WASHINGTON — The Obama administration is setting aside $30 billion from the financial bailout fund for a program to encourage lending for small businesses to aid the recovery.
An internal document obtained by the Associated Press spells out how the Treasury Department plans to spend money from the fund before it expires in October 2010. The document shows $40 billion would go to consumer and business lending programs.
Of that amount, $30 billion would support lending to small companies, according to a Treasury official who spoke Friday on condition of anonymity because no final decisions on the program have been made.
President Barack Obama said in October that the administration would create an expanded business lending program, but officials have had trouble finalizing the details.
Over the past year, the financial system has stabilized with the help of billions injected into banks through the Troubled Asset Relief Program to bolster their capital — the reserves they have to protect against loan losses. But critics charge that TARP has failed to achieve its main goal: to get banks to lend more to consumers and small businesses.
TARP has been attacked as a bailout for Wall Street, allowing big banks to reap huge profits and lavish executives with bonuses. Banks have scrambled to repay the support so they can avoid government limits in areas such as executive pay.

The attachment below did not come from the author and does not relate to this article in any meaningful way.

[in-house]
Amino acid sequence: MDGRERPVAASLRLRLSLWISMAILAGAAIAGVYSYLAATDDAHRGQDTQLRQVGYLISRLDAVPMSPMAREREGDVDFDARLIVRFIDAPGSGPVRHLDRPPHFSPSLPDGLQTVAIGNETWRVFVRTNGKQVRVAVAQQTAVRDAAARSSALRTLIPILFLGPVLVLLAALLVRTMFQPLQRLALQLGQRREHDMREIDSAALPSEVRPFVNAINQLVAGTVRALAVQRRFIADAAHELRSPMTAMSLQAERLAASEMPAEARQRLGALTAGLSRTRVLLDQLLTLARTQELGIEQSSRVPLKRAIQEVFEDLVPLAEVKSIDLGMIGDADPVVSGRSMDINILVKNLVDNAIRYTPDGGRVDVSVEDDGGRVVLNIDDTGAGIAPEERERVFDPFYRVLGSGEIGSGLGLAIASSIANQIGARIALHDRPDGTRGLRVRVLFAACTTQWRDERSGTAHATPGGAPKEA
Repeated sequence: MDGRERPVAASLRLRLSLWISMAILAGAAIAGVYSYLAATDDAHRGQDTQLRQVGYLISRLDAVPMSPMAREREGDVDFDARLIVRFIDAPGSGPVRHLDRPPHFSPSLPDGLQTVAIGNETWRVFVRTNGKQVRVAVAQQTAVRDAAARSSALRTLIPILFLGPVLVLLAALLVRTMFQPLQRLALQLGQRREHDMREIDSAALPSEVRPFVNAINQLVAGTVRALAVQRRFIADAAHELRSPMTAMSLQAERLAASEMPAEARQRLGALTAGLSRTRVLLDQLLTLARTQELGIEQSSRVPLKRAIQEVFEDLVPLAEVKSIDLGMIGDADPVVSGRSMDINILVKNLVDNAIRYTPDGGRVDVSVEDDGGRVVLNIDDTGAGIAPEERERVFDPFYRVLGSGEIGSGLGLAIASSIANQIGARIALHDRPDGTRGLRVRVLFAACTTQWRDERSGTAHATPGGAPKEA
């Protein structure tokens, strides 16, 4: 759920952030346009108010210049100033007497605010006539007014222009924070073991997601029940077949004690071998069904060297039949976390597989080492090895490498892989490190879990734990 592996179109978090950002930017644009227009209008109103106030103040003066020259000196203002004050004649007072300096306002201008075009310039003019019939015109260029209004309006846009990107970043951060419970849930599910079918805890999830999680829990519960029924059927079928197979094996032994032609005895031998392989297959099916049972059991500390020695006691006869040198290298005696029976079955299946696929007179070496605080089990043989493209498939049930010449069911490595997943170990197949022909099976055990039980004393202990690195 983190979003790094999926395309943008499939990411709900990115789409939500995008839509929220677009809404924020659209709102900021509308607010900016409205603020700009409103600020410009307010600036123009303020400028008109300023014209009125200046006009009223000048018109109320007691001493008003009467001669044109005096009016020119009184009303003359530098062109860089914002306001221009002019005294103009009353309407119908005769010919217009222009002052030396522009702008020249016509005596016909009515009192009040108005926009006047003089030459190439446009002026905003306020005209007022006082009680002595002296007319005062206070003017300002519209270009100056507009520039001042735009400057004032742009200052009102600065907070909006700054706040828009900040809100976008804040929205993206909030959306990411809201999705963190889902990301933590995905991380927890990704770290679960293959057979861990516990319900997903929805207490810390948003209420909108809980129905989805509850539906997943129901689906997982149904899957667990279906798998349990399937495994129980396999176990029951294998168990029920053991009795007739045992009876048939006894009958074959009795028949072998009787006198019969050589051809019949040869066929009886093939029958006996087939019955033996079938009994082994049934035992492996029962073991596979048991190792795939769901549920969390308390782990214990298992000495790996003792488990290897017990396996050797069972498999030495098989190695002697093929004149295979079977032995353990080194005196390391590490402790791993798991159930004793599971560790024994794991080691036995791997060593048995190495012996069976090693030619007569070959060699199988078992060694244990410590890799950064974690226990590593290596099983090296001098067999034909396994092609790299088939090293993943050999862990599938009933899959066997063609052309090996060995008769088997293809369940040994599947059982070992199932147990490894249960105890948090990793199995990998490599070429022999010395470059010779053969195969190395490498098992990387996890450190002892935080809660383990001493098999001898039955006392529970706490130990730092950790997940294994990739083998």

In addition to the $30 billion to boost loans to small businesses, the administration would devote $21 billion for mortgage relief and $10 billion to support consumer loans. This would be done through a program operated with the Federal Reserve known as the Term Asset-Backed Securities Loan Facility.
Under the program, the Fed provides financing for investors to buy securities backed by auto, credit card and other consumer loans to boost credit in the areas.
The Treasury document shows that only $3 billion would be committed to provide banks with capital. That compares with $205 billion spent on what became the biggest part of TARP.
An additional $3 billion will be devoted to the Public-Private Investment Program, which already has received $27 billion in TARP commitments. This is a program between Treasury and private investment groups that are buying banks' toxic assets to encourage them to lend more.
The Treasury document projects that commitments from the $700 billion TARP program will total $550 billion. Many parts of the rescue fund are projected to get no further money.
The auto bailout program, for instance, won't grow beyond the $87 billion already committed.
The Treasury document shows that of the $482 billion committed so far from TARP, $370 billion has been disbursed. The government has received $163 billion in repayments.
That figure includes announcements this week of planned repayments from Wells Fargo and Citigroup.